Each year FileHold undergoes several tests in order to retain our “Microsoft Gold” certification. For this certification, FileHold provides Microsoft with a minimum of 10 customers who respond to a short survey that asks questions about our software and then compares the results to benchmarks from the industry (other software products developed by Microsoft “Gold” partners). My assumption is that if we did not compare well, Microsoft would ask us to take some remedial action. This year we had 11 respondents to the survey and our Gold recertification was successful. Microsoft says “Microsoft Partners are certified for their deep knowledge of our products and services. They are businesses and people you can trust. Gold competencies demonstrate best-in-class capability within a specific Microsoft solution area.”
How FileHold does compared to benchmarks
What I am always encouraged by in these surveys is the positive way in which FileHold is seen relative to the Microsoft benchmarks. In this graph you see how FileHold compares to the survey benchmarks – in all cases we do better. In the graph below, FileHold is represented in blue, benchmarks are represented in gold. Of course our results may be a bit skewed, as I am sure the benchmarks are, because I only invite customers who have a full implementation.
Respondents rate “value of software” low
What I found interesting in this round is that the lowest grade given to the benchmarks is relative to value received by customers. Value received on the benchmarks is about 65 points out of a possible 120 points or a bit over 50%. FileHold was ranked a bit better around 100 points out of the possible 120.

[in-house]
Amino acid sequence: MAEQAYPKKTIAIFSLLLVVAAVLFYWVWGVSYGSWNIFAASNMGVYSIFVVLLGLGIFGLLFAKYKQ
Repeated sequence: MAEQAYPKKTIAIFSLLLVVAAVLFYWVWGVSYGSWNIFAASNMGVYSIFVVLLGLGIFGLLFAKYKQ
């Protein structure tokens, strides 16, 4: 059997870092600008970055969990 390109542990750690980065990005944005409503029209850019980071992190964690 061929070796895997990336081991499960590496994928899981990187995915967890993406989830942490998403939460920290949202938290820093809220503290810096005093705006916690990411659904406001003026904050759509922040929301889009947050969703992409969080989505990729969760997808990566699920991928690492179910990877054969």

In this next graph, the results show the benchmarks in each category and compares to all partners as well as just those in Canada. Again the perceived value received from the benchmarks is the lowest of any category – just 66% for all parties and 68% for Canadian customers.
The second lowest area of satisfaction is “Ability to meet your needs”. This is also the category that FileHold performed the lowest on in the first graph. It is probably fair to connect the two if the software is not meeting customer needs then the value received is going to be low.
So the question is why are software users perceiving that value received in their software is low? Is it because the cost of the software is high relative to value received? Is it that the functionality of the software does not produce value? Or could it be related to the difficulty of fully using and deploying the software?
Our goal as a software provider is to give value for payment received and we are always looking for ways to enhance, deploy, and support our software to ensure highest value. I am very interested in any comments people have on why software in general (or specifically FileHold) is not perceived as delivering value. If you have a comment or would like to discuss perceived value of our software, please email email@example.com.
|Larry Oliver is the President of FileHold Systems Inc. FileHold is the industry leading document management software that advocates "Go Paperless".|